In 1886, again in Chicago, police killed four union members who werepart of a demonstration for an eight-hour day that turned into a fightbetween union and non-union workers. Three days later, on May 4, at amuch smaller demonstration, someone threw a bomb that killed sevenpoliceman. Although there was no evidence against them, eightanarchists who had advocated armed struggle were arrested, convicted,and sentenced to death– for their words, not their deeds. The citywas outraged by this miscarriage of justice. Three of the men werehanged on November 11, 1887, and 250,000 people lined the streets forthe funeral procession of their leader, Albert Parsons.

More killings– another fifteen people killed in Wisconsin on May 5,1886 when state militia fired on a crowd chanting for an eight-hourwork day. The Milwaukee Journal wrote that the governor was to becommended for his “quick action.” Thirty-five unarmed black sugarworkers shot to death by the Louisiana militia in 1887, thirty-fourAmerican Railway Union members killed by federal troops in Chicago in1894, nineteen unarmed striking mineworkers killed by a sheriff’s possein Pennsylvania in 1897, the machine gunning and burning of a uniontent during the 1914 strike at Colorado’s Ludlow Mine Field that killed19 people, 12 of them children … the list of killings goes on.

Now the strikers did fight back in some cases, such as the strikingminers in Coeur D’ Alene, Idaho, who dynamited the Frisco Mill in 1892.When the Pullman Palace Car Company of Chicago drastically reducedwages in 1893, rioters caused much property damage. But no striker orrioter fired on unarmed men, women and children.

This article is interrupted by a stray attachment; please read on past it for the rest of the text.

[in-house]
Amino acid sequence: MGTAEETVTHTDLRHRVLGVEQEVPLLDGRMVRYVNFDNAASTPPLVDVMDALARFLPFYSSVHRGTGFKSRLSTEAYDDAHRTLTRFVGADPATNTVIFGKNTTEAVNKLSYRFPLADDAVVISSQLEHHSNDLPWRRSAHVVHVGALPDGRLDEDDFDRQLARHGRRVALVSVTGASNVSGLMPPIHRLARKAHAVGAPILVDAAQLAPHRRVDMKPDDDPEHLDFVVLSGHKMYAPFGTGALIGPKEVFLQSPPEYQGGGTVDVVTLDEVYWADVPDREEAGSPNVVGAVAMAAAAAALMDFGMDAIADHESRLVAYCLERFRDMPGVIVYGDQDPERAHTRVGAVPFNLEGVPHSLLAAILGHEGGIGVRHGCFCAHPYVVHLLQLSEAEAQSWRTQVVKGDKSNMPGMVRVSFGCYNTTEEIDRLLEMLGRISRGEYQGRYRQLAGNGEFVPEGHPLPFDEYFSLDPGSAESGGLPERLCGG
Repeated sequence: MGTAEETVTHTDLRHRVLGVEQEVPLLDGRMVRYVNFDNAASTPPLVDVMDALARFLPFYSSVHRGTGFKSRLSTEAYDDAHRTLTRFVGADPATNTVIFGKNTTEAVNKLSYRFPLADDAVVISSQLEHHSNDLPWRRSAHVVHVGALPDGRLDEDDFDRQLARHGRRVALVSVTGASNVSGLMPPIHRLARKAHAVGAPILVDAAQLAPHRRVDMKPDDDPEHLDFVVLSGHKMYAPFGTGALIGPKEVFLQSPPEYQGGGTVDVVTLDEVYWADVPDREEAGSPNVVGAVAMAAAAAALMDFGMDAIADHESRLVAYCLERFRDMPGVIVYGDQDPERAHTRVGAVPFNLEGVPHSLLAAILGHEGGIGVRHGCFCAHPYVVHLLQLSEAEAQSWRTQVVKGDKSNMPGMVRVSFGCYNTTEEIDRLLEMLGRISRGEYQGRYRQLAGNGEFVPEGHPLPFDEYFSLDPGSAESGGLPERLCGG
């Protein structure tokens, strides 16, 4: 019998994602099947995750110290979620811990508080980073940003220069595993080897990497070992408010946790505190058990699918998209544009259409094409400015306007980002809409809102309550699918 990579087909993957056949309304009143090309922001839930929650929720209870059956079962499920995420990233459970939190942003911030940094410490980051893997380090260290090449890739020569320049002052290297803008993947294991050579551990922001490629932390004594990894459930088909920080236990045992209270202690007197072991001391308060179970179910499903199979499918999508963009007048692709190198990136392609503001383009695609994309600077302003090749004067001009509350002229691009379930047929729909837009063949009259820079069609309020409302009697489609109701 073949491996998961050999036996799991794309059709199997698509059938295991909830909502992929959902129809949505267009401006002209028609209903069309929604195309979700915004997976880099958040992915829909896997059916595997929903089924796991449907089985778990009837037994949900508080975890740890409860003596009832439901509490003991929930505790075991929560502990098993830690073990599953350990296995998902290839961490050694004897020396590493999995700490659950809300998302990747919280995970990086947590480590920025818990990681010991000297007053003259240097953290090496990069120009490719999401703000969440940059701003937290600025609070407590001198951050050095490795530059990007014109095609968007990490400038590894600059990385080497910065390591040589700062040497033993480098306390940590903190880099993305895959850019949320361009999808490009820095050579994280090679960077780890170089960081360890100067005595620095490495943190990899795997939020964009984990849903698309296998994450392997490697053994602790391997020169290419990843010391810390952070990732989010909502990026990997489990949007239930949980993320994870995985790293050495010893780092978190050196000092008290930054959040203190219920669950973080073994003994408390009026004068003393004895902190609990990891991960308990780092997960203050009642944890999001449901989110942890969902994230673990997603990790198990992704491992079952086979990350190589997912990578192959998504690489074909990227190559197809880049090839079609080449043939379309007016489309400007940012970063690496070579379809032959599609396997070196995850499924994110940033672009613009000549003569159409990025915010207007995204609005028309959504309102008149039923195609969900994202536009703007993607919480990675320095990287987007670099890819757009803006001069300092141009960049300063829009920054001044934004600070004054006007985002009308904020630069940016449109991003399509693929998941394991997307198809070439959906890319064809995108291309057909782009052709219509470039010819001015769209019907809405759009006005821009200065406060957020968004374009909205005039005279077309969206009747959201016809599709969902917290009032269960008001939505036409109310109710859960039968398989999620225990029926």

The tragedy of the Triangle Shirtwaist factory fire in 1911 increasedthe general public’s awareness of the prison-like working conditionsendured by many American workers. One hundred forty-seven women wereburned to death or died when they leaped from the top three floors ofthe ten-story building. The stairway exits were locked. This time thegovernment did take action: the company owners were charged withmanslaughter, but the jury returned a verdict of not guilty. In acivil suit they paid an average of $75 per life lost. After this tragic fire, Frances Perkins headed the New York factoryinspection committee and collected enough evidence of widespreadhazardous working conditions that New York legislators finally passedseveral much-needed reforms in industrial safety and fire prevention.She later became President Franklin Delano Roosevelt’s Secretary ofLabor (the first woman cabinet member in US history). There were some signs of enlightenment among employers, such as FordMotor company, which raised its basic wage from $2.40 for a nine-hourday to $5 for an eight-hour day in 1914, but the major breakthroughcame in 1915, when Congress passed the Clayton Act. Section 6 of thisact is headed: “Antitrust laws not applicable to labor organizations”and states that The labor of a human being is not a commodity or article of commerce.Nothing contained in the antitrust laws shall be construed to forbidthe existence and operation of labor, agricultural, or horticulturalorganizations, instituted for the purposes of mutual help, and nothaving capital stock or conducted for profit, or to forbid or restrainindividual members of such organizations from lawfully carrying out thelegitimate objects thereof; nor shall such organizations, or themembers thereof, be held or construed to be illegal combinations orconspiracies in restraint of trade, under the antitrust laws. By the time of the Clayton Act legalizing labor organization, MaryHarris (“Mother”) Jones was about 80 years old and less able to workfor her cherished dream of banning child labor. She did publish herautobiography in 1925 [online athttp://womenshistory.about.com/library/etext/mj/bl_mj01.htm]. In Chapter 14 she writes about the conditions in the mills: “A fatherof two little girls worked a loom next to the one assigned to me. ‘Howold are the little girls?’ I asked him. ‘One is six years and tendays,’ he said, pointing to a little girl, stoop shouldered and thinchested who was threading warp, ‘and that one,’ he pointed to a pair ofthin legs like twigs, sticking out from under a rack of spindles, ‘thatone is seven and three months.’ ‘How long do they work?’‘From six in the evening till six come morning.’ ‘How much do theyget?’‘Ten cents a night.’ ‘And you?’ ‘I get forty.’ …. I did not staylong in one place. As soon as one showed interest in or sympathy forthe children, she was suspected, and laid off. Then, too, the jobs wentto grown-ups that could bring children.” [plus 849 words] In 1935 another major improvement was made in worker protection whenthe Wagner Act was passed, but it was not until 1938 that the horrorof child labor ended in the United States, at least officially. TheFair Labor Standards Act, a product of Roosevelt’s New Deal and one ofthe most humane laws ever passed, halted this injustice againstAmerica’s young. This law also established the 40-hour work week. Mary Harris Jones did not live to see this realization of her cherisheddream– she died in 1930. After a funeral attended by over 20,000people, she was buried in the United Mine Workers Union Cemetery inMount Olive, Illinois. The violence against strikers and union organizers did not completelystop after the passage of the Clayton Act. Lynchings of unionorganizers were common, and strikers were still being killed byvigilantes, police, and occasionally the National Guard or army troops.On the other hand, one contractor was killed by labor racketeers in1930. In 1942, after the United States entered World War II, the AFL pledgedthat there would be no strikes in defense-related factories for theduration of the war. This act of patriotism was given a slap in theface in 1947 when the Taft-Hartley Act was passed. It is fair enoughthat “coercion of an employer in his choice of persons to represent himin discussions with unions” should be banned. There were several lessbenign clauses, however. Supervisory employees and independentcontractors were excluded from the protection of the Wagner Act.Secondary boycotts of unions in sympathy with other strikers werebanned. The worst part of the Taft-Hartley Act is Section 14b: “Nothing inthis Act shall be construed as authorizing the execution or applicationof agreements requiring membership in a labor organization as acondition of employment in any State or Territory in which suchexecution or application is prohibited by State or Territorial law.”This legalese means that individual states can pass “Right to Work (forless)” laws. Labor union officials charge that their union securityand solidarity is jeopardized when individual workers can enjoy thehigher wages and improved benefits negotiated by their fellow unionworkers but opt out of any union membership or financialresponsibilities. The tend has been an increase in businesses wherethere is no union representation for workers. New Mexico is not a “right-to-work-for-less” state. Many southern andmidwestern states are. North Carolina is the least unionized state,with only 3.8% of the workforce represented by unions. Small wonderthat in 1991 a fire in the Imperial Foods chicken processing plant inthe village of Hamlet, NC killed 25 workers, most of them singlemothers, and injured another 54. The reason for the deaths, as in theTriangle Shirtwaist factory fire, was blocked exits– doors chainedshut “to prevent theft.” In this case, the owner negotiated a guiltyplea of manslaughter for the 25 deaths and served four years in prison(less than two months per death) and the company paid an $800,000 fine.  The Federal Emergency Management team that investigated the firelearned that there had not been one inspection of the factory by OSHAin its eleven years of operation. Perhaps this was because ofPresident Ronald Reagan’s appointment of an OSHA director whodiscouraged aggressive enforcement of industry standards and insteadencouraged a “volunteerism” approach. Perhaps it was because of thebudget cut in FY 1982 that led to a 22% reduction in the number of OSHAinspectors. State investigators called the Imperial Foods Chicken Plant a “deathtrap.” Eighty safety law violations were found, including nosprinklers, no fire alarm or fire safety plan. This would not havehappened in a union shop. The Taft-Hartley law made it possible for American companies to move tonon-union states where they can cut workers’ wages and benefits.NAFTA and CAFTA allow them to move their plants to other countrieswhere they can profit from even lower standards for workers’ wages andsafety in the workplace. Union membership has declined in the last twenty years, and in 2004unions represented only 12.5% of the American workforce (15.5 millionmembers). For 2004 the average union member’s weekly salary was $781.For non-union workers it was $612. In comparison, the average CEO weekly salary in 2004 was $189,000,representing a pay increase of 12% between 2003 and 2004. The averageworker’s salary increased by only 2.2% (2.7% for union workers) in thatyear. In these uncertain times, when it seems like the American workingfamily is under attack, let us listen again to the words of MotherJones: “In spite of oppressors, in spite of false leaders, the causeof the workers continues onward. Slowly his hours are shortened, slowlyhis standards of living rise to include some of the good and beautifulthings in life. Slowly, those who create the wealth of the world arepermitted to share it. The future is in labor’s strong, rough hands.”